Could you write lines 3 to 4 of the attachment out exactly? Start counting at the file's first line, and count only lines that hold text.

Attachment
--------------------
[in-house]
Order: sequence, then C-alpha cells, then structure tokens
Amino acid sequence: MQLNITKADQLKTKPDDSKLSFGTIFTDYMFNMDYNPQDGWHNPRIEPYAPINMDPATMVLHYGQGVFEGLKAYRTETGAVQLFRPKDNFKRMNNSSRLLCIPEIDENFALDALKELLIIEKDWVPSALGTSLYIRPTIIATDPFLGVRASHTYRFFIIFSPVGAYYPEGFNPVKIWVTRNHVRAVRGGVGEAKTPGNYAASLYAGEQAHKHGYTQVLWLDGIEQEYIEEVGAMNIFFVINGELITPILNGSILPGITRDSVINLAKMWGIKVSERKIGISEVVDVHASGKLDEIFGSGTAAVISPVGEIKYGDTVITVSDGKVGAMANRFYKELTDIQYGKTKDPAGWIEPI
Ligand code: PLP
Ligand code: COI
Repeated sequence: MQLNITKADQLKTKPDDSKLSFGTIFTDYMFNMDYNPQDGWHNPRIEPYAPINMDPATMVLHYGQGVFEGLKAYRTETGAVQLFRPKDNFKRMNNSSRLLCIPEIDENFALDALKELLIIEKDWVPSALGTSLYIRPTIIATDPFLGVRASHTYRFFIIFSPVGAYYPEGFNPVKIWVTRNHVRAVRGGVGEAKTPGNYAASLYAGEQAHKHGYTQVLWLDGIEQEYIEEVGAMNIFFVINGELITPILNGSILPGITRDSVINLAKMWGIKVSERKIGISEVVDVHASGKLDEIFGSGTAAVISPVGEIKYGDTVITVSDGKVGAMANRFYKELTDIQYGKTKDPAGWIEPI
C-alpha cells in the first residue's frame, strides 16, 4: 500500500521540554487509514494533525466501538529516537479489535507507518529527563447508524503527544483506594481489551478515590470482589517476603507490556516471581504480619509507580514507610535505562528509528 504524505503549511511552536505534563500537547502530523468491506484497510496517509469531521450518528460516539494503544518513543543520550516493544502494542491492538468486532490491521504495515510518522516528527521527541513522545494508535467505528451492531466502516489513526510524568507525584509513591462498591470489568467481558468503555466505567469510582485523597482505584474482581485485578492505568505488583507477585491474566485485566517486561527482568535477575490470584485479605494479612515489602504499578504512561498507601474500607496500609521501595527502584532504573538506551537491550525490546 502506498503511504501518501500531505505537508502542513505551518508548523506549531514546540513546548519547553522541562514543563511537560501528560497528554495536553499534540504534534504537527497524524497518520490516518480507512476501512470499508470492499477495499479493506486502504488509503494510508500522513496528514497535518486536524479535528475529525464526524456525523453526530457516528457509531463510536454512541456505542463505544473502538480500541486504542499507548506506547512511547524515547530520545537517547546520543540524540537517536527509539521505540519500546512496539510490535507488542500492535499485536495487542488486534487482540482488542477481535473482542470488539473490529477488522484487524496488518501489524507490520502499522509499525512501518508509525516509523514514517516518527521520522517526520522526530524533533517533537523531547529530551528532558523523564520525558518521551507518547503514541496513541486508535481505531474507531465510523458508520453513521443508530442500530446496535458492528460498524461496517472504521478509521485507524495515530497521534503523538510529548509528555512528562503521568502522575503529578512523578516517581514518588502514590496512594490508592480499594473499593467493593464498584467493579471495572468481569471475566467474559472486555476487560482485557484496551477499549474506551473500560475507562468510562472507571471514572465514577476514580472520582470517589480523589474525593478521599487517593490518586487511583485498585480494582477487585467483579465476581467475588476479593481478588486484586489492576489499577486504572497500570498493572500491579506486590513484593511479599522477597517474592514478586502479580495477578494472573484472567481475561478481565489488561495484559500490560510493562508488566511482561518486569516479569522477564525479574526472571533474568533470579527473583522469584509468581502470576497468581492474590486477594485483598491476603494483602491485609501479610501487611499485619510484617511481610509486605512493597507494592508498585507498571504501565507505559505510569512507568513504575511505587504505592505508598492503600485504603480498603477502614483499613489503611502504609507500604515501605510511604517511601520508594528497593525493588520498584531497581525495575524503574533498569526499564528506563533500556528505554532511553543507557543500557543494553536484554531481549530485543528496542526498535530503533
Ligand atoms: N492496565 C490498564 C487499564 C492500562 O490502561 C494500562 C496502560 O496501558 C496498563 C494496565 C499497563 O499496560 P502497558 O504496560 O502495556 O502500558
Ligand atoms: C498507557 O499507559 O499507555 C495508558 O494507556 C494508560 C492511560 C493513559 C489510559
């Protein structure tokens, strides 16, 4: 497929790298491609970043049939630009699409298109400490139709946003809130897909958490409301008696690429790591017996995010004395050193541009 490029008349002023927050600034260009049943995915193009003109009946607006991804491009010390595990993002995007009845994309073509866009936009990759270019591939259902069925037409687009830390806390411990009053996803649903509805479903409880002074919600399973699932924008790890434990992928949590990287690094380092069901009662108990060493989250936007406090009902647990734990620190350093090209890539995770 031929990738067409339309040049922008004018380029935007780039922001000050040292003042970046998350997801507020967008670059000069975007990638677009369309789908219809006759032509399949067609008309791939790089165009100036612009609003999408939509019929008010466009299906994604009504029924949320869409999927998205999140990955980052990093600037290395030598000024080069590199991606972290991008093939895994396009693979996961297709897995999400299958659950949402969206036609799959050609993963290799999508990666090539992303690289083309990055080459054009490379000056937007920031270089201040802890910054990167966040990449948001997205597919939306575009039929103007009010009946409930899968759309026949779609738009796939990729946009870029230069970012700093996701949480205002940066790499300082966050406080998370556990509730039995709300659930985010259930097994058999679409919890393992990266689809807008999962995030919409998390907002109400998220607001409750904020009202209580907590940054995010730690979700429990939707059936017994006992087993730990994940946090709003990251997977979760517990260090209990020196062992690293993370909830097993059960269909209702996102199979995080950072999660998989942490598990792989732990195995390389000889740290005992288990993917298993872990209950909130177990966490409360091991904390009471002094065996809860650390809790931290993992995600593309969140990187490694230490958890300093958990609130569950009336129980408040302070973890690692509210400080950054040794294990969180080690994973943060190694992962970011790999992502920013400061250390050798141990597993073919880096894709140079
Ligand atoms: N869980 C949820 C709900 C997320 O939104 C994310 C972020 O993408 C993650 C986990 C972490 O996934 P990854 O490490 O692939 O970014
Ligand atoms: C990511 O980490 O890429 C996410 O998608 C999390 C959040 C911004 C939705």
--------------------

Amino acid sequence: MQLNITKADQLKTKPDDSKLSFGTIFTDYMFNMDYNPQDGWHNPRIEPYAPINMDPATMVLHYGQGVFEGLKAYRTETGAVQLFRPKDNFKRMNNSSRLLCIPEIDENFALDALKELLIIEKDWVPSALGTSLYIRPTIIATDPFLGVRASHTYRFFIIFSPVGAYYPEGFNPVKIWVTRNHVRAVRGGVGEAKTPGNYAASLYAGEQAHKHGYTQVLWLDGIEQEYIEEVGAMNIFFVINGELITPILNGSILPGITRDSVINLAKMWGIKVSERKIGISEVVDVHASGKLDEIFGSGTAAVISPVGEIKYGDTVITVSDGKVGAMANRFYKELTDIQYGKTKDPAGWIEPI
Ligand code: PLP